The day’s journey wore Lars thin. Luewit seemed to be getting on just fine. He’d almost forgotten what it was like to have the energy of an angel. In his exhaustion Lars found his light dimming. He finally gave a huff and folded his legs to the ground.

“I need a moment…”

“Already?” Luewit stopped and joined him, crossing her legs across from him. Lars simply chuckled.

“You’re one of Michael’s warriors. I doubt you ever fall short of breath.” He rubbed his aching feet as he sat, gaining some relief.

“Only in battle.” With a dim flash, Luewit pulled her wings from her shoulderblades. She usually had them out all the time, but Lars had asked her to conceal them lest they get touched by the Ancient surrounding them. She kept them folded close and away from the deadly haze as she examined the talon on the tip of one of her wings. When she moved her head Lars noticed a small distortion in the space above it, like a wave of heat rippling through the air. It was her halo. He remembered back when he’d first died angels had the more commonly portrayed halos; striking golden rings floating above their heads. Post war, angels decided to take on a new look. Halos were now practically invisible unless you were looking for one. He prefered these, and rather missed his own.

“Were you in the war?” Quite the topic for casual conversation, but Lars wanted to see where it would lead.

“Which one?”

“You know, the war. The one against Hell. Well, the second one.”

Luewit grinned with amusement and shook her head.

“I am not that old, Larson.”

Lars rubbed the back of his neck and averted his gaze.


“Are you?”

“What, sorry?”

“No, that old?”

“Oh. I am, yes.”

Luewit glanced up from her preening with intrigue.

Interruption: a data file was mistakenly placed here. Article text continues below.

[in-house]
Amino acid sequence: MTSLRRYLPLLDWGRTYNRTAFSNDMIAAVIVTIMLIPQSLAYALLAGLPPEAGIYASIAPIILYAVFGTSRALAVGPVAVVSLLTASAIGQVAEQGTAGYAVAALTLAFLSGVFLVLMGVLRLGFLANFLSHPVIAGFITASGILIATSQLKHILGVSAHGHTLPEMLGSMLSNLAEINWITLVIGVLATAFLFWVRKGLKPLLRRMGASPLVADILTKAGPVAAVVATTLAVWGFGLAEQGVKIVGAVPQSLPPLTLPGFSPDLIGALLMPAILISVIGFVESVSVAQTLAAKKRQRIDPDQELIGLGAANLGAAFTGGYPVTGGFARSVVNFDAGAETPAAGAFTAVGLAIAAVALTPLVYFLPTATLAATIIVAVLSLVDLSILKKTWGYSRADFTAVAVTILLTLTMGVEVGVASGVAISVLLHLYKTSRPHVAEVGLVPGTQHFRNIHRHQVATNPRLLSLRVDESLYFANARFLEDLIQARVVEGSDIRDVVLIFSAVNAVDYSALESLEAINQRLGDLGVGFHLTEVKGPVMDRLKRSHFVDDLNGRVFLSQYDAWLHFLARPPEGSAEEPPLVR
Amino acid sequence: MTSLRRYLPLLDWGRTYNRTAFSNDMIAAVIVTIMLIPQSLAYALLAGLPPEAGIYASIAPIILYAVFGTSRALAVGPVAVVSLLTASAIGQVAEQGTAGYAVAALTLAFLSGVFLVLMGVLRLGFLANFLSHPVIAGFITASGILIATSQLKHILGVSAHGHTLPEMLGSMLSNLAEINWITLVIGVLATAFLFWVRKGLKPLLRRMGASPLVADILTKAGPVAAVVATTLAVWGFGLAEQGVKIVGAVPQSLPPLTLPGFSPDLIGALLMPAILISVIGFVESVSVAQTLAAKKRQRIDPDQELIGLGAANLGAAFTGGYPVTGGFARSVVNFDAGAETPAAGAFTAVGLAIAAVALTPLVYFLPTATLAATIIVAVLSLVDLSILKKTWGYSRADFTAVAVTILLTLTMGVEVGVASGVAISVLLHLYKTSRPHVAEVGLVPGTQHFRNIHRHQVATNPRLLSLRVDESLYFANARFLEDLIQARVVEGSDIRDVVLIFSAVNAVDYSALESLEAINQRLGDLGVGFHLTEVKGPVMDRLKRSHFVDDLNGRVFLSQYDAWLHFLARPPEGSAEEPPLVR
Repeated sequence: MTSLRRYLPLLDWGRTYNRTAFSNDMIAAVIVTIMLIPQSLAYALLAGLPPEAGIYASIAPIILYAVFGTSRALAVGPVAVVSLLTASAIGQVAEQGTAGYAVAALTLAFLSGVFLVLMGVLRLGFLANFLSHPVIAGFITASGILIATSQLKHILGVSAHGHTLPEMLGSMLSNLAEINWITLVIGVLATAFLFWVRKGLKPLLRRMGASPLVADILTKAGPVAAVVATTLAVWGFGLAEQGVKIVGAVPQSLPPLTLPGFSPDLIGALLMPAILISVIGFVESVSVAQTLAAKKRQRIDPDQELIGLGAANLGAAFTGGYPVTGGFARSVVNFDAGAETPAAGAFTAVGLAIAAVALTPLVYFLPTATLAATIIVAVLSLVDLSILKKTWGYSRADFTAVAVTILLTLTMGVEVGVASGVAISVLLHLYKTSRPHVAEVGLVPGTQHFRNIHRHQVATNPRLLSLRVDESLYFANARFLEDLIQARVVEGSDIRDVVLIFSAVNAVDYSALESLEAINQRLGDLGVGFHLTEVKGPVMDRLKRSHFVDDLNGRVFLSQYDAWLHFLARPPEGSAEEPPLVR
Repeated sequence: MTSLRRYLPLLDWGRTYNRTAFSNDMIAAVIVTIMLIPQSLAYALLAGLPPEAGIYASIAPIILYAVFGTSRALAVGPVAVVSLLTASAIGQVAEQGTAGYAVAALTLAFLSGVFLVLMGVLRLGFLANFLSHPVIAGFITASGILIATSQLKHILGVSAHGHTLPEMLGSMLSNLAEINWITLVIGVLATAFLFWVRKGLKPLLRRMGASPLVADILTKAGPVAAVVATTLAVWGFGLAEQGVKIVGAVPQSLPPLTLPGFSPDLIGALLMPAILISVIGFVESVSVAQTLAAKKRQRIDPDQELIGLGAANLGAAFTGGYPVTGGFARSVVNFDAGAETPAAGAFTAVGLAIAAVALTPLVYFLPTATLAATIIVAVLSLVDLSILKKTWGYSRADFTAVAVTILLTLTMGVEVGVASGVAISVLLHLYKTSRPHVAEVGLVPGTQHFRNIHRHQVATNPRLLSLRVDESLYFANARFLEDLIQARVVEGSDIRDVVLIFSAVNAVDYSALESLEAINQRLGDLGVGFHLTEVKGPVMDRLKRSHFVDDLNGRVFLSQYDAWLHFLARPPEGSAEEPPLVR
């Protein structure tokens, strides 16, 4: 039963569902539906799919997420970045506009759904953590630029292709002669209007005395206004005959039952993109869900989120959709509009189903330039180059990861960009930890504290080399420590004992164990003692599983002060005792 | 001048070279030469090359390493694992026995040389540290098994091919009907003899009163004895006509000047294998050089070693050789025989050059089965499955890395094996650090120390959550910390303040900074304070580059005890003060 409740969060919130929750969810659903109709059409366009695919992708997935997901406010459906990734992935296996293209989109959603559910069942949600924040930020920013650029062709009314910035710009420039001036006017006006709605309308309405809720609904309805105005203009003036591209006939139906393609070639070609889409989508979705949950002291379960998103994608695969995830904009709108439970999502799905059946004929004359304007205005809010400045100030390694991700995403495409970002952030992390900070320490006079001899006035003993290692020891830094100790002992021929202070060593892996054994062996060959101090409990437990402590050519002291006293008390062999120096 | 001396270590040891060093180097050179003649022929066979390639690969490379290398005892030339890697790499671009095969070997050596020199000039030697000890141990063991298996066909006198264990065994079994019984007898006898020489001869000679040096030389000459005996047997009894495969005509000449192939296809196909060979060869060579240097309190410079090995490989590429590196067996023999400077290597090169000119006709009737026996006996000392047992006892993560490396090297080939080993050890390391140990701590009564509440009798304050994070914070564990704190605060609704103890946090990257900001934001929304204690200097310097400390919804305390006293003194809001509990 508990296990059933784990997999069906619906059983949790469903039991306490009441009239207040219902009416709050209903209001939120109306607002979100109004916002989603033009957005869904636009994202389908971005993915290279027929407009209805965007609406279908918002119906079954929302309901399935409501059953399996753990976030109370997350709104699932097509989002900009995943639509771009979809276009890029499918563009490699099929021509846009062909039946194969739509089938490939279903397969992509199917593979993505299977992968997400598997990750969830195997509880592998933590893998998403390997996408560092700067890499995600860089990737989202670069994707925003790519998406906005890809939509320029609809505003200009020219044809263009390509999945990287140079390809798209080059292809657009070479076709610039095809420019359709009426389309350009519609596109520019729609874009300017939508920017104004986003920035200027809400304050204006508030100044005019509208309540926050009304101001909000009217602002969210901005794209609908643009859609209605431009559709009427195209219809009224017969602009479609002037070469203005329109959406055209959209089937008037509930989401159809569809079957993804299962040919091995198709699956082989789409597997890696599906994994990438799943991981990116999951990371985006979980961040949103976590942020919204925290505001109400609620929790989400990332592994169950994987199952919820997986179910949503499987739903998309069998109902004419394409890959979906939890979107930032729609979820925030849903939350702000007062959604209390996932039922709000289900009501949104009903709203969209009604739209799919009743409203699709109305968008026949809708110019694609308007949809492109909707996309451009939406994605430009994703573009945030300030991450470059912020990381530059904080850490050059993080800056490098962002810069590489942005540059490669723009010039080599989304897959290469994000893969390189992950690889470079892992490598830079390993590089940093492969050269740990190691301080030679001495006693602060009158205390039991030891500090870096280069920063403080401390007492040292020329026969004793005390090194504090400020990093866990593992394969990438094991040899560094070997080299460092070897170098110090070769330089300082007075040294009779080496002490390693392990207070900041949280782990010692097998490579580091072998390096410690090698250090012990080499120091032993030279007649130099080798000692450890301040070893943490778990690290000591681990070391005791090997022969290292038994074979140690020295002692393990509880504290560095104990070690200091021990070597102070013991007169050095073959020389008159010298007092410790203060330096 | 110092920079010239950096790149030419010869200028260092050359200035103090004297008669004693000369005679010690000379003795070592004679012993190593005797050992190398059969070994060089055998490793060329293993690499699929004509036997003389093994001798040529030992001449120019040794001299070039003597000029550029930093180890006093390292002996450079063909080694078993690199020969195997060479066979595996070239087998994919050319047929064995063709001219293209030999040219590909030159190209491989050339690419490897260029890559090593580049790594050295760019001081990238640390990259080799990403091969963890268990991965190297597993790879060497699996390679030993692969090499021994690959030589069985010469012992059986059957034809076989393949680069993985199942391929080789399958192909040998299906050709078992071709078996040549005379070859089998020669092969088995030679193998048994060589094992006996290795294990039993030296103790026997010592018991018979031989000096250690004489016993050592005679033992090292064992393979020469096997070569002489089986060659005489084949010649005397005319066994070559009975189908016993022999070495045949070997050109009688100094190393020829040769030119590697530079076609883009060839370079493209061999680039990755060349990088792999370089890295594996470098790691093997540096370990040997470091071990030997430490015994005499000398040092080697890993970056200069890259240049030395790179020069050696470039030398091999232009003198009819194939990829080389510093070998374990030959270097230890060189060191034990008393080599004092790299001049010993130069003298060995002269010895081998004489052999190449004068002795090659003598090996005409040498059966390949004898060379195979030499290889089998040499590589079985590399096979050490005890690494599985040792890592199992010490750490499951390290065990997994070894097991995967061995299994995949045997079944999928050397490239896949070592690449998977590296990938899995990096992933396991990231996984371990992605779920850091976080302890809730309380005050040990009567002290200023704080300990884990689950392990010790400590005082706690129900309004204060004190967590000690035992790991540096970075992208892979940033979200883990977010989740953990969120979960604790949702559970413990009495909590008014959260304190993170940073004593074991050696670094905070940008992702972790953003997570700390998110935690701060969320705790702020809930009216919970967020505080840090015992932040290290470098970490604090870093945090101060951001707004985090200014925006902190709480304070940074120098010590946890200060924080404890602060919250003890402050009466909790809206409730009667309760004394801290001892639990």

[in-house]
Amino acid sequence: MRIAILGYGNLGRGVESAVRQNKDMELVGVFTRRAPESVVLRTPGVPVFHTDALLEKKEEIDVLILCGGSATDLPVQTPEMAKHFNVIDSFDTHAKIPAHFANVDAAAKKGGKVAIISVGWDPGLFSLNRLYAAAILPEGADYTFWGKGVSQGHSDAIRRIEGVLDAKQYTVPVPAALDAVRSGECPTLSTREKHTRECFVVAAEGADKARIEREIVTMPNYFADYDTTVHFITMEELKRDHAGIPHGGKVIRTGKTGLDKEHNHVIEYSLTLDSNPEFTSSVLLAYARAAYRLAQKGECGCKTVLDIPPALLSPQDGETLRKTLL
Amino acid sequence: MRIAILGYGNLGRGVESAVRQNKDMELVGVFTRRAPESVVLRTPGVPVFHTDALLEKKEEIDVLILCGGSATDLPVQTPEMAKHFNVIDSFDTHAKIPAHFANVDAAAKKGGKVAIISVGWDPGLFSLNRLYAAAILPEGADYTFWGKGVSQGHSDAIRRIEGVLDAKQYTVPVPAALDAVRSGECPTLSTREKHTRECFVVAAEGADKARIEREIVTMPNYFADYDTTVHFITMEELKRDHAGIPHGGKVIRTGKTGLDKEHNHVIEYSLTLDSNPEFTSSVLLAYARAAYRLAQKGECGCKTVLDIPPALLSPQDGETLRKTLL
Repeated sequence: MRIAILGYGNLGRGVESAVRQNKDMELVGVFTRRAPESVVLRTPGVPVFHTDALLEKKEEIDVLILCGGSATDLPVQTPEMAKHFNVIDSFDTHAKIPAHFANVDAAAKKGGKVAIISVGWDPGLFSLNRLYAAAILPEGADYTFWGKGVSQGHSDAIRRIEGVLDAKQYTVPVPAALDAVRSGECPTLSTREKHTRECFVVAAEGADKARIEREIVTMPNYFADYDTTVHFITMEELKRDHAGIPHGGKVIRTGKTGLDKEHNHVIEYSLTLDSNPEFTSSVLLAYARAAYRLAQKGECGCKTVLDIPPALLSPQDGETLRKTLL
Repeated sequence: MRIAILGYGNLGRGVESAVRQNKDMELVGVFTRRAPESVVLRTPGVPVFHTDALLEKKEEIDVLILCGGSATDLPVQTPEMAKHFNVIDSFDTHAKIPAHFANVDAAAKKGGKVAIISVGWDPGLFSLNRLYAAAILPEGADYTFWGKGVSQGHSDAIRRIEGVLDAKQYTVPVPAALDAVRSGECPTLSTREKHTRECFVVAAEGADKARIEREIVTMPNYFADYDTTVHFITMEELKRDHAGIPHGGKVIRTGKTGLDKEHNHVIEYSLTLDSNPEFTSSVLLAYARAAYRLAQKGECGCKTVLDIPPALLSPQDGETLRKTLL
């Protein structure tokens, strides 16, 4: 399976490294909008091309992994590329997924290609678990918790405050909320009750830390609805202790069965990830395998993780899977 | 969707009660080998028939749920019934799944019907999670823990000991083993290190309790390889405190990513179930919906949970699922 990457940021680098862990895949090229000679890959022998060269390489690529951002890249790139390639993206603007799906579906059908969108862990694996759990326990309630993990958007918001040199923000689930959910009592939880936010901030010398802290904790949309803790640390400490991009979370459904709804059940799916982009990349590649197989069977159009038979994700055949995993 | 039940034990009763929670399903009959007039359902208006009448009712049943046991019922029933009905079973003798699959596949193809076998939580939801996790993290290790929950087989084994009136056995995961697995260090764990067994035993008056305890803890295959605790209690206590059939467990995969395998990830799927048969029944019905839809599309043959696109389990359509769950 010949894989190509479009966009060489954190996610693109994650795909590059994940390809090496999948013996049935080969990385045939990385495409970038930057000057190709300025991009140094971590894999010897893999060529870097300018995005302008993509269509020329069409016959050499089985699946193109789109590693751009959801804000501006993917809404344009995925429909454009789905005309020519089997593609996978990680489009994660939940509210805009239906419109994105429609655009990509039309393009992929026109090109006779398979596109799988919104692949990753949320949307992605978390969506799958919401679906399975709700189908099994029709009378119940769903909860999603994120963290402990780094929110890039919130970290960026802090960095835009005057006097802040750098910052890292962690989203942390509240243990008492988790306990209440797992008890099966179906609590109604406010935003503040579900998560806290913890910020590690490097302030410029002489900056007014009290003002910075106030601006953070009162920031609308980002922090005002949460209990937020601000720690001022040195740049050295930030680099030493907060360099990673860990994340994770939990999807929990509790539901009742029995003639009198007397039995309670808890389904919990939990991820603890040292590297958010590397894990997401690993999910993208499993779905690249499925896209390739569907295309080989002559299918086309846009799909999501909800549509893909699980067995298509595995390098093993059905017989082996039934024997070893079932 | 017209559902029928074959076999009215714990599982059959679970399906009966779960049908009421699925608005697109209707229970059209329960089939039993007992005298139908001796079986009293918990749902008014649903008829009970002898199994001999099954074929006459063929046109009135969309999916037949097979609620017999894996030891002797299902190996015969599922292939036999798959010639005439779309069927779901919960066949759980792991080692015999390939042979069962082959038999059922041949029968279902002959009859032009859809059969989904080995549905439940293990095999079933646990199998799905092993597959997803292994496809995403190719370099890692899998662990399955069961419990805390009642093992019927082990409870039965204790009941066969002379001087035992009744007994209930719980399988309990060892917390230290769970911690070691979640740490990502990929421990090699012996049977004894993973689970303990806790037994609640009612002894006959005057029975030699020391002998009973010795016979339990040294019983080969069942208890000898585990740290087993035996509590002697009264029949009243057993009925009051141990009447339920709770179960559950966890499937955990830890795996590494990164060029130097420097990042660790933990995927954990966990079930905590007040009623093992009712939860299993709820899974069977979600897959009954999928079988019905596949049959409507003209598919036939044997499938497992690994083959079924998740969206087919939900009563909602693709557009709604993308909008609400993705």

“And were you a part of that war?”

Lars sighed and nodded.

“As an Arch I had to be.”

“I still cannot picture you as Uriel.”

“Yeah? You and all the other Archs at the time then.”

“I can imagine. You achieved your rank for entirely selfish reasons.”

“Selfish? I did it try and save my brother.”

“Archangels take their positions to keep a balance with Hell. They are part of the Afterlife’s foundation, a critical element in keeping harmony and keeping the Midscape free for humans to dwell upon. They are there to protect sinners from ending up in Hell. You were there to save one person. That is selfish.”

Lars stayed quiet. He didn’t know if he was angry about what she said, but he did know that she was right. He swore an oath that he did not believe in. Maybe falling had always been in his future. He thought back to Saul. In the end he hadn’t been able to save him. His human body had taken so much damage from being possessed by Berith’s incredible power. Eight-hundred years later and he still felt that he had failed him.

“I did not say that I do not find what you did admirable.”

“You just told me I was selfish for-”

“Yes, you were. But you were also dedicated. Passionate. You still are.”

Lars looked out into the thick red fog.

“I’m not so sure.”

“Listen to me, Larson. You couldn’t save one soul, so you dedicated your life to saving everyone else’s. Whether it is because of guilt or otherwise, it is still admirable.”

“Luewit, you don’t-”

“I would not still be here if it was not for you, no?”

Lars met her eyes. He grit his teeth and tensed his throat to keep from crying. Everyone he’d saved in the past felt like an atonement for not being able to save the one soul that had slipped through his fingers.

“I know…” he choked on the lump in his throat.